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Case analysis of the Judgement on Arbitral Tribunal for revision of fees


Arbitration, often hailed as a preferred alternative to traditional litigation, has emerged as a cornerstone of dispute resolution in India, offering speed, flexibility, and cost-efficiency. However, within this realm of alternative dispute resolution, disputes and controversies occasionally arise, casting a spotlight on critical issues such as arbitrator appointments, eligibility, and remuneration. The recent Supreme Court judgment in the case of Chennai Metro Rail Ltd v. M/s Transtonnelstroy Afcons JV has explored one such contentious question: Can an arbitral tribunal unilaterally revise its fee once arbitration proceedings have commenced, and does this revision affect its eligibility under Section 12 of the Arbitration and Conciliation Act, 1996 (the Act)? This case study delves into the intricacies of this landmark judgment.

The Stage: Chennai Metro Rail vs. Afcons JV

At the heart of this legal drama was Chennai Metro Rail Ltd (CMRL), a joint venture between the Central Government and the Government of Tamil Nadu. CMRL had awarded a substantial contract worth Rs. 1566 crores to M/s Transtonnelstroy Afcons JV (Afcons), a joint venture between a Russian company and an Indian company. The contract entailed the construction of underground metro rail tunnels and stations in Chennai, complete with an arbitration clause for dispute resolution. As disputes between the parties mushroomed, they invoked arbitration proceedings, forming a three-member tribunal under the Act. The parties mutually agreed to a hearing fee of Rs. 1,00,000 per session. However, circumstances took a twist as one arbitrator passed away, and a new arbitrator stepped in to replace the vacancy.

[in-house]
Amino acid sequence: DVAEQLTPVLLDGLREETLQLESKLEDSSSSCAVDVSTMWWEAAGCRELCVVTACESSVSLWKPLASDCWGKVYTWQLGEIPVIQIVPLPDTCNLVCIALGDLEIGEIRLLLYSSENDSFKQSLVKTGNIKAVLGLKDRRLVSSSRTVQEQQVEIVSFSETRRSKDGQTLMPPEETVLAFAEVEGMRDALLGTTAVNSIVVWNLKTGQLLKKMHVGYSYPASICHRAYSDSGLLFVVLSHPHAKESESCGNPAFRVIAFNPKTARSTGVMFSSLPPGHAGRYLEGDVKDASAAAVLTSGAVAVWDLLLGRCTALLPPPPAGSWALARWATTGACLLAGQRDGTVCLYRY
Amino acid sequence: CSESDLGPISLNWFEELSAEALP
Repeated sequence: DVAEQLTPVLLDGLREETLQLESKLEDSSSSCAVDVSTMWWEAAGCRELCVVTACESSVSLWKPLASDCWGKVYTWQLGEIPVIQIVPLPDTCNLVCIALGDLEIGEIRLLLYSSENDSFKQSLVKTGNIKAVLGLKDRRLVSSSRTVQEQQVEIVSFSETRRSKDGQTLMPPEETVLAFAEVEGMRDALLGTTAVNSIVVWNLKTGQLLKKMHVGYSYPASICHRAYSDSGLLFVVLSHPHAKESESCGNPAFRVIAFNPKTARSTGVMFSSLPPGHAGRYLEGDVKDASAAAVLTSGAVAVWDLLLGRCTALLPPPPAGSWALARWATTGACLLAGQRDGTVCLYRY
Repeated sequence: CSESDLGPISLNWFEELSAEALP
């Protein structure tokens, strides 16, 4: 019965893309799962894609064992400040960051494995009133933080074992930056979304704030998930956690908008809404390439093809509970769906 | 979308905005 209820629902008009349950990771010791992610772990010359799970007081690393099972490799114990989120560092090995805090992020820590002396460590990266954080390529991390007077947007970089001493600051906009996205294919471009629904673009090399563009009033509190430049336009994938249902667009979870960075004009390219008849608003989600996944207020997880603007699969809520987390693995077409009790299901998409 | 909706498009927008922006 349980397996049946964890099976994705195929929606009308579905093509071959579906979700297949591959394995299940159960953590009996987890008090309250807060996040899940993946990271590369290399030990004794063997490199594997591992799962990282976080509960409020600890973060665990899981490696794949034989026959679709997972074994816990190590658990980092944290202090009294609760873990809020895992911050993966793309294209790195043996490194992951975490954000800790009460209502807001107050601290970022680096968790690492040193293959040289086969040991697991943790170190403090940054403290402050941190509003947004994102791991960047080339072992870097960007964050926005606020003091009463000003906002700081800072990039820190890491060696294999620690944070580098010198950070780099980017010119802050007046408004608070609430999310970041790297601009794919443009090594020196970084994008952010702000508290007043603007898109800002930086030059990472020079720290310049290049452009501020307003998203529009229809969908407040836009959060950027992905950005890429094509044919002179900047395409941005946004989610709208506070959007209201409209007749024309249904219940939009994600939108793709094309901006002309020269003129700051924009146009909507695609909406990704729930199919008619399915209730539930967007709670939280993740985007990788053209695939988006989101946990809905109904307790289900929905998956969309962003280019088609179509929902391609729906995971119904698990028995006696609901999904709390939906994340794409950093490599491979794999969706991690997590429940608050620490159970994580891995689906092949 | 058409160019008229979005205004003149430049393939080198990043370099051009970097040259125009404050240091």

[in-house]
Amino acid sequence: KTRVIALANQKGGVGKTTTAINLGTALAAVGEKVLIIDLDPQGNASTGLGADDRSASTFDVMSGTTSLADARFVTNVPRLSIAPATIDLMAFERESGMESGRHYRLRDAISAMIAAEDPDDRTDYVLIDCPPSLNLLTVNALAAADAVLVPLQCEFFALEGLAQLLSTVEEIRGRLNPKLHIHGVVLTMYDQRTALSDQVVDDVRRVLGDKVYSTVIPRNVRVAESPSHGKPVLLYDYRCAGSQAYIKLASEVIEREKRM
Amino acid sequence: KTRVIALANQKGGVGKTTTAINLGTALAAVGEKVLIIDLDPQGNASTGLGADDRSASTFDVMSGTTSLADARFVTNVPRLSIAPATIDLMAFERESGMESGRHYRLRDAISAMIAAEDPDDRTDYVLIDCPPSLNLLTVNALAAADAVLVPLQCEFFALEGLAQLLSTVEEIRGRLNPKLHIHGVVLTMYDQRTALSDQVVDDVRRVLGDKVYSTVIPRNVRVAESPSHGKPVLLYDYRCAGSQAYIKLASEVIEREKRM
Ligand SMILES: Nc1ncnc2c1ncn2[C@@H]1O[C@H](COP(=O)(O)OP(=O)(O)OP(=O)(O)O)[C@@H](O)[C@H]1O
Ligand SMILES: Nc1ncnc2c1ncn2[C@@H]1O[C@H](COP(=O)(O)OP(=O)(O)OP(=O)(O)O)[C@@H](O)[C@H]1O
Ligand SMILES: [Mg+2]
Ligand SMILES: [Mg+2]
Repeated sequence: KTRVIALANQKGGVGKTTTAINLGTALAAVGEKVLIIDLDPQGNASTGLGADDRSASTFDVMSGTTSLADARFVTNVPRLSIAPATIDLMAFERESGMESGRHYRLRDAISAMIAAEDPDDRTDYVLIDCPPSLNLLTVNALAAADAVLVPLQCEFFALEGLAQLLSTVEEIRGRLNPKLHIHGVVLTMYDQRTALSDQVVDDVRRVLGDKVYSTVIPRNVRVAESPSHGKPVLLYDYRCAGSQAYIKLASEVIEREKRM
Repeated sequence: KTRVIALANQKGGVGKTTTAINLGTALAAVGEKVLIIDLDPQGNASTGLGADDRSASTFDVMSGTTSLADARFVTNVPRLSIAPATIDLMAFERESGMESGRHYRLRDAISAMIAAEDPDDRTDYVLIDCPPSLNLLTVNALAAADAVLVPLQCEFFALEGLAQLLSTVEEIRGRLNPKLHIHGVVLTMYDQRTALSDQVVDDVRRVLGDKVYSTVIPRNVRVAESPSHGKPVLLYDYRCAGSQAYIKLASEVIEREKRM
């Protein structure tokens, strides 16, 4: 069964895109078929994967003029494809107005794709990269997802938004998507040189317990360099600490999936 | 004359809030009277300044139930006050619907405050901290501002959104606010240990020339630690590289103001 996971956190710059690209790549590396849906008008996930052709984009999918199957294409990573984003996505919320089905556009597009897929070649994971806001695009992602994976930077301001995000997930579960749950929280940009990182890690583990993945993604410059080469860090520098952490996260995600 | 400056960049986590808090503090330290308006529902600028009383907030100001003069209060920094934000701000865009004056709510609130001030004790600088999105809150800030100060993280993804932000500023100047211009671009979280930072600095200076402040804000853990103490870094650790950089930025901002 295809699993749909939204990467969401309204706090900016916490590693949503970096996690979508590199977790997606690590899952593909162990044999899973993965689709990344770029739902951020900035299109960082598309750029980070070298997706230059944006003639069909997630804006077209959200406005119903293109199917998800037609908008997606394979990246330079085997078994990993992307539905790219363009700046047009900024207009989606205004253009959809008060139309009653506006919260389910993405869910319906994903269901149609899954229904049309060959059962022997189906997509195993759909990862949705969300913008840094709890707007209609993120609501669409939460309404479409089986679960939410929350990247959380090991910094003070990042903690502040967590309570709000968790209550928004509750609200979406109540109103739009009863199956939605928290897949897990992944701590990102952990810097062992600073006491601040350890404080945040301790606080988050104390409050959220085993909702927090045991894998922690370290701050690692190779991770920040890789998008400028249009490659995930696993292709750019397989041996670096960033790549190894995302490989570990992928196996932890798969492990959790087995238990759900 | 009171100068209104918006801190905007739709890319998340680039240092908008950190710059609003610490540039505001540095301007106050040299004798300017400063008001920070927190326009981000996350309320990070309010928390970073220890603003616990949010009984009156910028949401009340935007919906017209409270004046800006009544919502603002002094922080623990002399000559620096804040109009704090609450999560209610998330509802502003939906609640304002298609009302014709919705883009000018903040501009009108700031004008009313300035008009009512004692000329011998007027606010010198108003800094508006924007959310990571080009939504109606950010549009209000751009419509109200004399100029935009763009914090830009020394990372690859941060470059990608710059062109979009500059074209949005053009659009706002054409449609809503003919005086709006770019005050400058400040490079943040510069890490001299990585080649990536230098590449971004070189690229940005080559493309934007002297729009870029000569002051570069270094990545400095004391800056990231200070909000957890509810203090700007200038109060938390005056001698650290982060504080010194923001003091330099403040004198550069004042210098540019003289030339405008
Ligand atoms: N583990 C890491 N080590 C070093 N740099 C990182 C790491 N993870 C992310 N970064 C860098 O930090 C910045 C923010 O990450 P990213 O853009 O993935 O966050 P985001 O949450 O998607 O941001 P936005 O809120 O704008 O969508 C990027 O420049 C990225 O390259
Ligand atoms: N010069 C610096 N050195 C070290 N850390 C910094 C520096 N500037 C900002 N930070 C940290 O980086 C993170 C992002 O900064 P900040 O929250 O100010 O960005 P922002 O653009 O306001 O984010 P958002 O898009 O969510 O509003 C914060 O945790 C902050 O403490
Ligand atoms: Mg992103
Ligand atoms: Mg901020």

The pivotal moment arrived when the tribunal unilaterally decided to revise its fee from Rs. 1,00,000 to Rs. 2,00,000 per session of three hours, sans consultation with or consent from the parties. CMRL vehemently objected to this revision and challenged the tribunal's eligibility under Section 12 of the Act, citing justifiable doubts about its impartiality or independence. Afcons, while disagreeing with the revision, urged the tribunal to suspend it until the Supreme Court decided a related case on the same issue.

Section 12 of the Act: The Threshold

Section 12 of the Act stands as the threshold for challenging the appointment of an arbitrator. It mandates that any individual approached for possible appointment as an arbitrator must disclose in writing any circumstances that may raise justifiable doubts about their independence or impartiality. Furthermore, an arbitrator may be challenged if justifiable doubts regarding their independence or impartiality arise, or if they lack the qualifications agreed upon by the parties. The Act provides guidance on what constitutes "justifiable doubts" through its Fifth Schedule, which lists factors that could cast a shadow over an arbitrator's independence or impartiality. The Seventh Schedule identifies grounds that render an individual ineligible for appointment as an arbitrator unless otherwise agreed upon by the parties.